The National Advisory Council on Innovation and Entrepreneurship is a group that was organized to support President Obama’s innovation strategy by helping to develop policies that foster entrepreneurship and identifying new ways to take great ideas from the lab to the marketplace to drive economic growth and create jobs.
Strengthening the Innovation Ecosystem
Mary Sue Coleman, president of the University of Michigan and co-chair of the National Advisory Council on Innovation and Entrepreneurship.
A remarkably productive ecosystem for innovation has flourished through the relationships among academia, government, industry, and the entrepreneurial community. According to Mary Sue Coleman, president of the University of Michigan and co-chair of the National Advisory Council on Innovation and Entrepreneurship, we must continue to invest in this ecosystem, to encourage innovation and thereby ensure that the U.S. economy thrives.
by Mary Sue Coleman
Our nation’s universities are central to our economic health and vitality. Through both education and research, they are a vital source of people and ideas that spark the development of new products, new processes, new companies, and entirely new industries.
Despite their profound impact, universities’ role in innovation was not planned. Instead, it evolved over the last several decades, shaped largely by federal support of basic research, the spirit of inquiry on our nation’s campuses, and the entrepreneurial culture of our society. What has emerged is a remarkably productive “ecosystem” for innovation that has flourished through the relationships among academia, government, industry, and the entrepreneurial community.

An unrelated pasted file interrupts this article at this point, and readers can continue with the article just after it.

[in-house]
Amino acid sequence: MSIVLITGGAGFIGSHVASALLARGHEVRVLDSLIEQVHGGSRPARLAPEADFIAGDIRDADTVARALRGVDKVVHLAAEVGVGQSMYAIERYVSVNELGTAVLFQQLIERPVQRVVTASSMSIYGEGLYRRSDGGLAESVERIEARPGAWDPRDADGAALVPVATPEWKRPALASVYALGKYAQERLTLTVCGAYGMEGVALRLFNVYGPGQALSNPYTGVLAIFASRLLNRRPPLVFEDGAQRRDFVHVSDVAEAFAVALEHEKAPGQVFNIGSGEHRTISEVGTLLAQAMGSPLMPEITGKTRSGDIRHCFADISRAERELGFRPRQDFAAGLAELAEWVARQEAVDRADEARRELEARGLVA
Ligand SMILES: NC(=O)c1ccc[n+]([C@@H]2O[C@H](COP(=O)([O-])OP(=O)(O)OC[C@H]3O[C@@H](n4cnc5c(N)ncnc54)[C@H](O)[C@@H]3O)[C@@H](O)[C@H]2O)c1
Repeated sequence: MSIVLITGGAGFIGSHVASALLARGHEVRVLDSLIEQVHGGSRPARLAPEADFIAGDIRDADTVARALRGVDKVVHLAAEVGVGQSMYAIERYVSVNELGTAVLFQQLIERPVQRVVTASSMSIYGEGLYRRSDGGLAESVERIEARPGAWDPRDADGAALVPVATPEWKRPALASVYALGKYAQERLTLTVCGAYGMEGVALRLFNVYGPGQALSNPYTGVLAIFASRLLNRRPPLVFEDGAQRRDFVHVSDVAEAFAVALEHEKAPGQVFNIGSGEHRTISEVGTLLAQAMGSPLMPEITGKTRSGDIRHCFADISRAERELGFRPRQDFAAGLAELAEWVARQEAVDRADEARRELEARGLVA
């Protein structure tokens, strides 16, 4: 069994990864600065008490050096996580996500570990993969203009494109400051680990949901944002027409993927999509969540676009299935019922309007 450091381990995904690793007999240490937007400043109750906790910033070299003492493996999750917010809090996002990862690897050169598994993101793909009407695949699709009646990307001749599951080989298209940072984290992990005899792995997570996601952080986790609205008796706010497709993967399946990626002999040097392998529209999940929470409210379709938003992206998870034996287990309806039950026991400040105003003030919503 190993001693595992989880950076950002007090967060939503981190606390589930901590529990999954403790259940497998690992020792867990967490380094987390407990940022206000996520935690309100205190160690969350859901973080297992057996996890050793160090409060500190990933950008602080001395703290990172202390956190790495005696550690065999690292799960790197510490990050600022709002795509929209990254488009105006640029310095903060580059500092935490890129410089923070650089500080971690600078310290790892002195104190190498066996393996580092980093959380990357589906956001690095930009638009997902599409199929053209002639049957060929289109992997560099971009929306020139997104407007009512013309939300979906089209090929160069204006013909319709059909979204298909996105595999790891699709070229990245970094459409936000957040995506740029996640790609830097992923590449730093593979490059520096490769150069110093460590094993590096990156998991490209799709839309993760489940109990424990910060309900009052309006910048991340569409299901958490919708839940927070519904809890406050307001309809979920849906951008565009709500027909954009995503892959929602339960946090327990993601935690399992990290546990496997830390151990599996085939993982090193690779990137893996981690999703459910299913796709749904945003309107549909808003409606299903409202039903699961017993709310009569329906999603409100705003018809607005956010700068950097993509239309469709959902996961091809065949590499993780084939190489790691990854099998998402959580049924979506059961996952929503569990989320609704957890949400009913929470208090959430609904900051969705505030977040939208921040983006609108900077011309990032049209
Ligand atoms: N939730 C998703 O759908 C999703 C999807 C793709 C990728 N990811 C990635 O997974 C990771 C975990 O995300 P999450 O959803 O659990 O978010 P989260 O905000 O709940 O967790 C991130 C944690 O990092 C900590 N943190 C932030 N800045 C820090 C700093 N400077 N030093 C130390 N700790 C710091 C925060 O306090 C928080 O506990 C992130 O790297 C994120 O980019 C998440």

But in today’s increasingly competitive marketplace, universities and their partners must become more intentional in harnessing the potential of this ecosystem. And indeed, a wide range of new activities and programs are springing up to do just that.
In 1980, the Bayh-Dole Act gave universities ownership of intellectual property developed on campus under federal research funding. This policy greatly accelerated the transfer of new technologies to the marketplace through licensing to existing companies and to start-ups.
A major focus today is to boost the frequency and success rate of university spinoffs, which are willing to take the risk of bringing novel technologies to the marketplace. More and more universities are developing incentives to encourage faculty entrepreneurship and to support new ventures. At the University of Michigan (U-M), the Office of Technology Transfer created a Venture Center, a one-stop center for faculty and venture partners to access technology, expertise, and resources to create new ventures based on U-M technology. The Center includes a business accelerator that provides space and resources to help emerging start-ups through the critical early growth stage.